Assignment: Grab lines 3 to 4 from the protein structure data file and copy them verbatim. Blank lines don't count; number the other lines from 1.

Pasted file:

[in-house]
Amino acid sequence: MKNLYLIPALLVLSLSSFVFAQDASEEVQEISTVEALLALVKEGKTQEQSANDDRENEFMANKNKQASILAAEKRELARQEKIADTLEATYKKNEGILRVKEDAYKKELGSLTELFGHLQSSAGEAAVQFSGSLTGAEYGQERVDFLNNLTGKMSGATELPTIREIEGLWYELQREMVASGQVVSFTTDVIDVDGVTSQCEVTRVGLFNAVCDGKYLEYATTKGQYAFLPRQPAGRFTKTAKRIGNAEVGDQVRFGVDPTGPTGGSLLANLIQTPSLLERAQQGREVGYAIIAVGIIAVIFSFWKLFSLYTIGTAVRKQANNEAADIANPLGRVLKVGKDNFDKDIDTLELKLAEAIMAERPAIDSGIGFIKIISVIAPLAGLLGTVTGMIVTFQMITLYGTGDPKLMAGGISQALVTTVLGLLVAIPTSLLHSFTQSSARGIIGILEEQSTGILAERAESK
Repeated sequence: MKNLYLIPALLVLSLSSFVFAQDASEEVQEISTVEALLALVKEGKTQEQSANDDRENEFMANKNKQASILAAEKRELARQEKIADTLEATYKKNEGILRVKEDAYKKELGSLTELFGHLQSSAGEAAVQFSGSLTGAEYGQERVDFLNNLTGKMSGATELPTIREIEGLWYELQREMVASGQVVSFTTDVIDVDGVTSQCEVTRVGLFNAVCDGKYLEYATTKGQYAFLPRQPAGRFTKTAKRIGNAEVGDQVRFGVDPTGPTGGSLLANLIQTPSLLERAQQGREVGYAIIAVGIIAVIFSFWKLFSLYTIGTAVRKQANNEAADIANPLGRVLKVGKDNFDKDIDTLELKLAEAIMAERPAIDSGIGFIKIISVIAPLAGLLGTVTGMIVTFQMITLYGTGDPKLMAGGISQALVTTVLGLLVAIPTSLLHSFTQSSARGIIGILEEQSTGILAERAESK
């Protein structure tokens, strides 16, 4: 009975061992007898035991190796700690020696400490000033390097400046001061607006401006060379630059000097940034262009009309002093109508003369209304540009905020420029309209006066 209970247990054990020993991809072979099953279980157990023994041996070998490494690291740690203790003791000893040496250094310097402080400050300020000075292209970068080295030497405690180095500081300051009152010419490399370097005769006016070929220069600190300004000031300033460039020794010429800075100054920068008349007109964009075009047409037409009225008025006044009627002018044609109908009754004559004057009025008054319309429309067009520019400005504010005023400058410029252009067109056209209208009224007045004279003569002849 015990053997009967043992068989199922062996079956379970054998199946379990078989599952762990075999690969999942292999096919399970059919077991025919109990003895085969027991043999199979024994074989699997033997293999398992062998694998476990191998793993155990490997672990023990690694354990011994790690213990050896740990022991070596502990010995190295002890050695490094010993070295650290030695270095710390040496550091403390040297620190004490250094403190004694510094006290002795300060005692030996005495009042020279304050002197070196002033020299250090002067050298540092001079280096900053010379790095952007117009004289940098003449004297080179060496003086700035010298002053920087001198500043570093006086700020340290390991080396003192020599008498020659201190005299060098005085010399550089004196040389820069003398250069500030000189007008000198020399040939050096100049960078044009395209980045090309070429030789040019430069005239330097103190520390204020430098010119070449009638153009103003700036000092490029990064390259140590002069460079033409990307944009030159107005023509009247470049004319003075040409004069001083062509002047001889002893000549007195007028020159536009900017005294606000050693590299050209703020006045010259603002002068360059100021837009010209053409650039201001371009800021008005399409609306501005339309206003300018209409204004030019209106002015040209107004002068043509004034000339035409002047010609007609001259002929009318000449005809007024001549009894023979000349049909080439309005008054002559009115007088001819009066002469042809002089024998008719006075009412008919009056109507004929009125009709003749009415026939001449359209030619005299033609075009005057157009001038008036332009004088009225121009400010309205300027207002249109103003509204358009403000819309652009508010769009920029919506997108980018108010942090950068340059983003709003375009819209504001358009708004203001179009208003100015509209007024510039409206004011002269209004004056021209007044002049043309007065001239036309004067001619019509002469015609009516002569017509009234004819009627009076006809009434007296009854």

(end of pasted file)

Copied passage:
Repeated sequence: MKNLYLIPALLVLSLSSFVFAQDASEEVQEISTVEALLALVKEGKTQEQSANDDRENEFMANKNKQASILAAEKRELARQEKIADTLEATYKKNEGILRVKEDAYKKELGSLTELFGHLQSSAGEAAVQFSGSLTGAEYGQERVDFLNNLTGKMSGATELPTIREIEGLWYELQREMVASGQVVSFTTDVIDVDGVTSQCEVTRVGLFNAVCDGKYLEYATTKGQYAFLPRQPAGRFTKTAKRIGNAEVGDQVRFGVDPTGPTGGSLLANLIQTPSLLERAQQGREVGYAIIAVGIIAVIFSFWKLFSLYTIGTAVRKQANNEAADIANPLGRVLKVGKDNFDKDIDTLELKLAEAIMAERPAIDSGIGFIKIISVIAPLAGLLGTVTGMIVTFQMITLYGTGDPKLMAGGISQALVTTVLGLLVAIPTSLLHSFTQSSARGIIGILEEQSTGILAERAESK
């Protein structure tokens, strides 16, 4: 009975061992007898035991190796700690020696400490000033390097400046001061607006401006060379630059000097940034262009009309002093109508003369209304540009905020420029309209006066 209970247990054990020993991809072979099953279980157990023994041996070998490494690291740690203790003791000893040496250094310097402080400050300020000075292209970068080295030497405690180095500081300051009152010419490399370097005769006016070929220069600190300004000031300033460039020794010429800075100054920068008349007109964009075009047409037409009225008025006044009627002018044609109908009754004559004057009025008054319309429309067009520019400005504010005023400058410029252009067109056209209208009224007045004279003569002849 015990053997009967043992068989199922062996079956379970054998199946379990078989599952762990075999690969999942292999096919399970059919077991025919109990003895085969027991043999199979024994074989699997033997293999398992062998694998476990191998793993155990490997672990023990690694354990011994790690213990050896740990022991070596502990010995190295002890050695490094010993070295650290030695270095710390040496550091403390040297620190004490250094403190004694510094006290002795300060005692030996005495009042020279304050002197070196002033020299250090002067050298540092001079280096900053010379790095952007117009004289940098003449004297080179060496003086700035010298002053920087001198500043570093006086700020340290390991080396003192020599008498020659201190005299060098005085010399550089004196040389820069003398250069500030000189007008000198020399040939050096100049960078044009395209980045090309070429030789040019430069005239330097103190520390204020430098010119070449009638153009103003700036000092490029990064390259140590002069460079033409990307944009030159107005023509009247470049004319003075040409004069001083062509002047001889002893000549007195007028020159536009900017005294606000050693590299050209703020006045010259603002002068360059100021837009010209053409650039201001371009800021008005399409609306501005339309206003300018209409204004030019209106002015040209107004002068043509004034000339035409002047010609007609001259002929009318000449005809007024001549009894023979000349049909080439309005008054002559009115007088001819009066002469042809002089024998008719006075009412008919009056109507004929009125009709003749009415026939001449359209030619005299033609075009005057157009001038008036332009004088009225121009400010309205300027207002249109103003509204358009403000819309652009508010769009920029919506997108980018108010942090950068340059983003709003375009819209504001358009708004203001179009208003100015509209007024510039409206004011002269209004004056021209007044002049043309007065001239036309004067001619019509002469015609009516002569017509009234004819009627009076006809009434007296009854």